Teaching

I was recently interviewed, 10 questions in 10 minutesfor the UFV’s weekly Career Chat Series. The goal is to inspire students about the endless possibilities and opportunities that can lead from a BA degree.

INTERVIEWER: Dr. Linda Pardy, Associate Dean of Students, College of Arts
MODERATOR: Elise Goertz, Practicum and Internship Coordinator, College of Arts

One of my most rewarding moments as a teacher is when I see a student gain the confidence to raise their hand to ask a question for the first time.

For some students this happens on the first day of class, but for most, it takes time to find their voice and believe in the importance of their questions. It is for these moments—an awakening of philosophical inquiry and critical reflection—that I teach philosophy.

Both my teaching and research revolve around a consideration of voice and community, and how we are able to hear each other in and out of the classroom. My dissertation raises this question as it pertains to settler Canadians’ ability and willingness to hear testimonies of structural settler colonial violence, and my teaching prioritizes the development of students’ critical voice.

For most of my students, mine is one of their first philosophy classes, and so the first day of class is an opportunity to articulate what we do in a philosophy class and what kind of environment engenders productive philosophical conversations. I believe that the central aims of philosophical education are clarity of both verbal and written expression, rigour in argument, intellectual generosity and curiosity.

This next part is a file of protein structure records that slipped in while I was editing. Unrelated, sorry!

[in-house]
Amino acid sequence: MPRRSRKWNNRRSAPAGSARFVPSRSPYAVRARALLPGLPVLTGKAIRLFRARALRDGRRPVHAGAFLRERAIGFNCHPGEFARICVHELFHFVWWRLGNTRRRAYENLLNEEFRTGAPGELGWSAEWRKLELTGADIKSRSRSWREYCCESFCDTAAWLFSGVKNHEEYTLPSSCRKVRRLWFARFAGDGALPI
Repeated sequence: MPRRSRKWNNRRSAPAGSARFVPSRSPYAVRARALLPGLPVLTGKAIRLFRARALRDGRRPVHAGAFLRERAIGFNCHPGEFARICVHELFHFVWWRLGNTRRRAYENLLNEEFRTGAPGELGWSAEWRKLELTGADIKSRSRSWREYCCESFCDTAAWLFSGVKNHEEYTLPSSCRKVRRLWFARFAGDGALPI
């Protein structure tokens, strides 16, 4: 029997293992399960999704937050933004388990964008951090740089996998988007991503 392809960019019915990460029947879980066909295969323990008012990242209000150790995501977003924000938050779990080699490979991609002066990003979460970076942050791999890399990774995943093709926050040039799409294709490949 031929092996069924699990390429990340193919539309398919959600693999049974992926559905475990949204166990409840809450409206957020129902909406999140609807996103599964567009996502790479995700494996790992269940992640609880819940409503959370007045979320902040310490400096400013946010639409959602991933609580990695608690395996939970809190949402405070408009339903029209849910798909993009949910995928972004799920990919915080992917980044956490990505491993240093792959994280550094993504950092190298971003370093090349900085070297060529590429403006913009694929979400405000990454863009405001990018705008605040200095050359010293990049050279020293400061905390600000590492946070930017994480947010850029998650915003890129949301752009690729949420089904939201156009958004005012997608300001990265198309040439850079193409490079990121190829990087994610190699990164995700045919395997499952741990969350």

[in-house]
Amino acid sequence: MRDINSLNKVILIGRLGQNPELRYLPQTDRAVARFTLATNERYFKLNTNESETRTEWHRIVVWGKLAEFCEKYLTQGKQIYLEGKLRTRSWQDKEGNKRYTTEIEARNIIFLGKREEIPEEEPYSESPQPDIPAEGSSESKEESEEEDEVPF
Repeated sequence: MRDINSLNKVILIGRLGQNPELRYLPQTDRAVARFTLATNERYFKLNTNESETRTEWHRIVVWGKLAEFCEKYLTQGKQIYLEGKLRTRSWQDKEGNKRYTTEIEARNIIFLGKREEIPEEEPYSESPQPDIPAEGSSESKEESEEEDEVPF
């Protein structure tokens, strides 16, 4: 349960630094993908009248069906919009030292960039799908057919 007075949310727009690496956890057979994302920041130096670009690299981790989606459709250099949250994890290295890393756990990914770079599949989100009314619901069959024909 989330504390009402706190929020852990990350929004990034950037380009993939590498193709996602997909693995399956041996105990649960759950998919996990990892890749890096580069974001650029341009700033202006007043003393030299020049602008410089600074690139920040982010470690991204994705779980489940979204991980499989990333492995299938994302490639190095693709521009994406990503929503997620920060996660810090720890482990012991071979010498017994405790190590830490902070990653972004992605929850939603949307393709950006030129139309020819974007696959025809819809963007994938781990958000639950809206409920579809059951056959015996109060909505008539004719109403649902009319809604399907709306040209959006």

My task is to incite students to question themselves and to think critically, all while cultivating the willingness and ability to grasp another’s arguments and respond to them. I advise my students that philosophy classes are about understanding problems, rather than aiming to find ready-made solutions. While this can be a destabilizing experience, I affirm that it can be a profoundly enriching one.

RECENT COURSES TAUGHT AT UFV

  • PHIL 100: Reasoning: An Introduction to Critical Thinking
  • PHIL 110: Morality and Politics
  • PHIL 210: Contemporary Issues in Politics and Morality
    (Multiculturalism and Recognition)
  • PHIL 315: Contemporary Ethical Theory
  • PHIL 318: Environmental Ethics
  • PHIL 319: Feminist Philosophy
  • PHIL 483J: Selected Topics in Philosophy: Topics in Feminism

UFV ACADEMIC CALENDAR >>>

MAIN INSTRUCTOR, UNIVERSITY OF OREGON

  • PHIL 103: Critical Reasoning
  • PHIL 170: Philosophy of Love and Sex
  • PHIL 120: Ethics of Enterprise and Exchange
  • PHIL 216: Philosophy and Cultural Diversity
  • PHIL 325: Logic, Inquiry, and Argumentation
  • PHIL 399: Teaching Children Philosophy
    (co-taught with Paul Bodin, Education)

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